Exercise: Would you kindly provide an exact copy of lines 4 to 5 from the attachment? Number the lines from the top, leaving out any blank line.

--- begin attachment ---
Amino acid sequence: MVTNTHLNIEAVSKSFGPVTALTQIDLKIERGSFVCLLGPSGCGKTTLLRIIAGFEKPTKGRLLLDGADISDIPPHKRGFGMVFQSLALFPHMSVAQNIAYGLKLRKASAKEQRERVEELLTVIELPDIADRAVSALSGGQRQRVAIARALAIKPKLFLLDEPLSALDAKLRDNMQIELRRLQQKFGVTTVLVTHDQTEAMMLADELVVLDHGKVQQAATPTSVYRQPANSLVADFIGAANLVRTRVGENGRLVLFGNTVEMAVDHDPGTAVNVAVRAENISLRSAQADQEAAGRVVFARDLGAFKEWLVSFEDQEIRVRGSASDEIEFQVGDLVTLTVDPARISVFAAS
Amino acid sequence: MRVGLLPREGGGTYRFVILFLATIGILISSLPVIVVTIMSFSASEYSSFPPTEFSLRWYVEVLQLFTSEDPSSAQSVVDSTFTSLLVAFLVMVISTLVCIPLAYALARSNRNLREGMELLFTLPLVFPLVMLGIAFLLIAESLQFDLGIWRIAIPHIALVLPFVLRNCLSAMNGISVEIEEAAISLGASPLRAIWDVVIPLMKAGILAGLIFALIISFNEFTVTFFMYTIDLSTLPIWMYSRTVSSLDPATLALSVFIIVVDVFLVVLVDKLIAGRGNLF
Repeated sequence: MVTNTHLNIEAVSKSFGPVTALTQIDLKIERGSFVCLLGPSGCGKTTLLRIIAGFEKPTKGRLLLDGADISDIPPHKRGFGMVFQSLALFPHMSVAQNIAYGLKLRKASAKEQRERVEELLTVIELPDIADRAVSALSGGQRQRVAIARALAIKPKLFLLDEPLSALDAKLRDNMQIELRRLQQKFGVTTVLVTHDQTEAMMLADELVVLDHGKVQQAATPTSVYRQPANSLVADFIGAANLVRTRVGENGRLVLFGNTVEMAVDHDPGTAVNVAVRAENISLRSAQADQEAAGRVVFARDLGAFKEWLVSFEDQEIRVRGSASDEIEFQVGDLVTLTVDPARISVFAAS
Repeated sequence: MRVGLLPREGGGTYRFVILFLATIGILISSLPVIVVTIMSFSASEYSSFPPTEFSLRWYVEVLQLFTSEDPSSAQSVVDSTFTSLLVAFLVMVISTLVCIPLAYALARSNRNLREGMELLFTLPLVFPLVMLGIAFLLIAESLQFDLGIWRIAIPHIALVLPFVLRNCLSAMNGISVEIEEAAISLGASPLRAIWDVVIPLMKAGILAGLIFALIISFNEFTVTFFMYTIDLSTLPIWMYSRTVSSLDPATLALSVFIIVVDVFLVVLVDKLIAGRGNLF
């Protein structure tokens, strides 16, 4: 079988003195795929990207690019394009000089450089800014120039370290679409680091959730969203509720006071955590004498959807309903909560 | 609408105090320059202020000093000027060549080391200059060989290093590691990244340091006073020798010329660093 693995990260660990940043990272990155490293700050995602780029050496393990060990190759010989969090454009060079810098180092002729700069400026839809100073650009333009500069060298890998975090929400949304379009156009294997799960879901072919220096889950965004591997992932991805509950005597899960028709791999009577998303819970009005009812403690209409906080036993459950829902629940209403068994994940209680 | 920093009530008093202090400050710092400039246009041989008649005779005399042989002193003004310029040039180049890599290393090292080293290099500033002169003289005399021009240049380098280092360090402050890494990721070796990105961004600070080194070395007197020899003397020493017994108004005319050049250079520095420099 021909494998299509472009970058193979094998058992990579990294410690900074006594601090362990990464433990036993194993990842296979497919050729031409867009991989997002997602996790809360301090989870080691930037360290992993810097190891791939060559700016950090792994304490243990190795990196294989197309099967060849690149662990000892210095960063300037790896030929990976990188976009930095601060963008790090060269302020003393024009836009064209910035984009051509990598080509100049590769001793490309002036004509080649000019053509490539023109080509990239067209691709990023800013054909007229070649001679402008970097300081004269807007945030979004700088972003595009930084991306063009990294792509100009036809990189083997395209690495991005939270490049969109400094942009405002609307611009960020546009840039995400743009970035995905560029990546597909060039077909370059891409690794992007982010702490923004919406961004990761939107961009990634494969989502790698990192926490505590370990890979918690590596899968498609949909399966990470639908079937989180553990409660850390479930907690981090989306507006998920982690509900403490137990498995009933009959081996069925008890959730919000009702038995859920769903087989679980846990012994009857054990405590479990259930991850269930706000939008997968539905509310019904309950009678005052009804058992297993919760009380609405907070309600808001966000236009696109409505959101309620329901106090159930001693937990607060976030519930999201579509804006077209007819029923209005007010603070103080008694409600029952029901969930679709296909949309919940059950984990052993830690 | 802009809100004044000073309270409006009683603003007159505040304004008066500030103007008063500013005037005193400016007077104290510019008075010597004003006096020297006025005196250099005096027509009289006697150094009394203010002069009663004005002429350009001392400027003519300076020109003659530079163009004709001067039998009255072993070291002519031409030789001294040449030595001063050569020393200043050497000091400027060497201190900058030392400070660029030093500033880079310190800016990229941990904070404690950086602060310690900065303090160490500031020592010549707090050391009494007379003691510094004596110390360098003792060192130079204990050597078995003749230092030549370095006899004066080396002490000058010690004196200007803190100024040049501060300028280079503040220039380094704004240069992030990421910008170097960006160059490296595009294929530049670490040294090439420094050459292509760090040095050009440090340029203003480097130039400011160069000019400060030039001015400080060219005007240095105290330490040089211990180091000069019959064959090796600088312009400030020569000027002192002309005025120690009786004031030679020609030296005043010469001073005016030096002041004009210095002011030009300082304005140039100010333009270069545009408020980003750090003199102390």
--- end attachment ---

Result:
Repeated sequence: MRVGLLPREGGGTYRFVILFLATIGILISSLPVIVVTIMSFSASEYSSFPPTEFSLRWYVEVLQLFTSEDPSSAQSVVDSTFTSLLVAFLVMVISTLVCIPLAYALARSNRNLREGMELLFTLPLVFPLVMLGIAFLLIAESLQFDLGIWRIAIPHIALVLPFVLRNCLSAMNGISVEIEEAAISLGASPLRAIWDVVIPLMKAGILAGLIFALIISFNEFTVTFFMYTIDLSTLPIWMYSRTVSSLDPATLALSVFIIVVDVFLVVLVDKLIAGRGNLF
């Protein structure tokens, strides 16, 4: 079988003195795929990207690019394009000089450089800014120039370290679409680091959730969203509720006071955590004498959807309903909560 | 609408105090320059202020000093000027060549080391200059060989290093590691990244340091006073020798010329660093 693995990260660990940043990272990155490293700050995602780029050496393990060990190759010989969090454009060079810098180092002729700069400026839809100073650009333009500069060298890998975090929400949304379009156009294997799960879901072919220096889950965004591997992932991805509950005597899960028709791999009577998303819970009005009812403690209409906080036993459950829902629940209403068994994940209680 | 920093009530008093202090400050710092400039246009041989008649005779005399042989002193003004310029040039180049890599290393090292080293290099500033002169003289005399021009240049380098280092360090402050890494990721070796990105961004600070080194070395007197020899003397020493017994108004005319050049250079520095420099 021909494998299509472009970058193979094998058992990579990294410690900074006594601090362990990464433990036993194993990842296979497919050729031409867009991989997002997602996790809360301090989870080691930037360290992993810097190891791939060559700016950090792994304490243990190795990196294989197309099967060849690149662990000892210095960063300037790896030929990976990188976009930095601060963008790090060269302020003393024009836009064209910035984009051509990598080509100049590769001793490309002036004509080649000019053509490539023109080509990239067209691709990023800013054909007229070649001679402008970097300081004269807007945030979004700088972003595009930084991306063009990294792509100009036809990189083997395209690495991005939270490049969109400094942009405002609307611009960020546009840039995400743009970035995905560029990546597909060039077909370059891409690794992007982010702490923004919406961004990761939107961009990634494969989502790698990192926490505590370990890979918690590596899968498609949909399966990470639908079937989180553990409660850390479930907690981090989306507006998920982690509900403490137990498995009933009959081996069925008890959730919000009702038995859920769903087989679980846990012994009857054990405590479990259930991850269930706000939008997968539905509310019904309950009678005052009804058992297993919760009380609405907070309600808001966000236009696109409505959101309620329901106090159930001693937990607060976030519930999201579509804006077209007819029923209005007010603070103080008694409600029952029901969930679709296909949309919940059950984990052993830690 | 802009809100004044000073309270409006009683603003007159505040304004008066500030103007008063500013005037005193400016007077104290510019008075010597004003006096020297006025005196250099005096027509009289006697150094009394203010002069009663004005002429350009001392400027003519300076020109003659530079163009004709001067039998009255072993070291002519031409030789001294040449030595001063050569020393200043050497000091400027060497201190900058030392400070660029030093500033880079310190800016990229941990904070404690950086602060310690900065303090160490500031020592010549707090050391009494007379003691510094004596110390360098003792060192130079204990050597078995003749230092030549370095006899004066080396002490000058010690004196200007803190100024040049501060300028280079503040220039380094704004240069992030990421910008170097960006160059490296595009294929530049670490040294090439420094050459292509760090040095050009440090340029203003480097130039400011160069000019400060030039001015400080060219005007240095105290330490040089211990180091000069019959064959090796600088312009400030020569000027002192002309005025120690009786004031030679020609030296005043010469001073005016030096002041004009210095002011030009300082304005140039100010333009270069545009408020980003750090003199102390």